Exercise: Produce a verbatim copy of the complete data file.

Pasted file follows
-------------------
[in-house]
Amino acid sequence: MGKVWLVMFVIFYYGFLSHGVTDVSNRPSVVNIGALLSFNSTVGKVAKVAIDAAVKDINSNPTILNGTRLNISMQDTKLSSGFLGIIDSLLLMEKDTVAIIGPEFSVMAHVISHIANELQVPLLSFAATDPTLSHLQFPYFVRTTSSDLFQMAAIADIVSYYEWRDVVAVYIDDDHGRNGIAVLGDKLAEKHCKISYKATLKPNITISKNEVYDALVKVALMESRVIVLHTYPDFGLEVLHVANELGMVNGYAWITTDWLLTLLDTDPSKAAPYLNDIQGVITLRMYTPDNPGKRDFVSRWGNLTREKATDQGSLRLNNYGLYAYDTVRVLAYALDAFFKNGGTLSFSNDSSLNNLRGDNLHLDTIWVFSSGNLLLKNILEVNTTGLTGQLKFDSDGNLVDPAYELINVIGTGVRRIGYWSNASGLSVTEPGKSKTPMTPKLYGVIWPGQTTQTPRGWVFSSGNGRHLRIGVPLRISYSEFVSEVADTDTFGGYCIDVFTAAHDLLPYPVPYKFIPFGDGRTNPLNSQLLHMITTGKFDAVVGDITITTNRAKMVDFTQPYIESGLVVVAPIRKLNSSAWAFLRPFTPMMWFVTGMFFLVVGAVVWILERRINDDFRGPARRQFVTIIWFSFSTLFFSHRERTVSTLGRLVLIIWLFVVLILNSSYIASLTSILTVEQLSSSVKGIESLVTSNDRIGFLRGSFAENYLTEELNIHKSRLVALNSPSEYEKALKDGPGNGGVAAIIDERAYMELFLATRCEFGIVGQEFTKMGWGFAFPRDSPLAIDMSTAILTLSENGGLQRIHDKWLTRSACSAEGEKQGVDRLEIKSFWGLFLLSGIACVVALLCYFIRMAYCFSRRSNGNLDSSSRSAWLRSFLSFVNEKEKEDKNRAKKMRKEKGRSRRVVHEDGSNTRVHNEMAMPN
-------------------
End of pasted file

[in-house]
Amino acid sequence: MGKVWLVMFVIFYYGFLSHGVTDVSNRPSVVNIGALLSFNSTVGKVAKVAIDAAVKDINSNPTILNGTRLNISMQDTKLSSGFLGIIDSLLLMEKDTVAIIGPEFSVMAHVISHIANELQVPLLSFAATDPTLSHLQFPYFVRTTSSDLFQMAAIADIVSYYEWRDVVAVYIDDDHGRNGIAVLGDKLAEKHCKISYKATLKPNITISKNEVYDALVKVALMESRVIVLHTYPDFGLEVLHVANELGMVNGYAWITTDWLLTLLDTDPSKAAPYLNDIQGVITLRMYTPDNPGKRDFVSRWGNLTREKATDQGSLRLNNYGLYAYDTVRVLAYALDAFFKNGGTLSFSNDSSLNNLRGDNLHLDTIWVFSSGNLLLKNILEVNTTGLTGQLKFDSDGNLVDPAYELINVIGTGVRRIGYWSNASGLSVTEPGKSKTPMTPKLYGVIWPGQTTQTPRGWVFSSGNGRHLRIGVPLRISYSEFVSEVADTDTFGGYCIDVFTAAHDLLPYPVPYKFIPFGDGRTNPLNSQLLHMITTGKFDAVVGDITITTNRAKMVDFTQPYIESGLVVVAPIRKLNSSAWAFLRPFTPMMWFVTGMFFLVVGAVVWILERRINDDFRGPARRQFVTIIWFSFSTLFFSHRERTVSTLGRLVLIIWLFVVLILNSSYIASLTSILTVEQLSSSVKGIESLVTSNDRIGFLRGSFAENYLTEELNIHKSRLVALNSPSEYEKALKDGPGNGGVAAIIDERAYMELFLATRCEFGIVGQEFTKMGWGFAFPRDSPLAIDMSTAILTLSENGGLQRIHDKWLTRSACSAEGEKQGVDRLEIKSFWGLFLLSGIACVVALLCYFIRMAYCFSRRSNGNLDSSSRSAWLRSFLSFVNEKEKEDKNRAKKMRKEKGRSRRVVHEDGSNTRVHNEMAMPN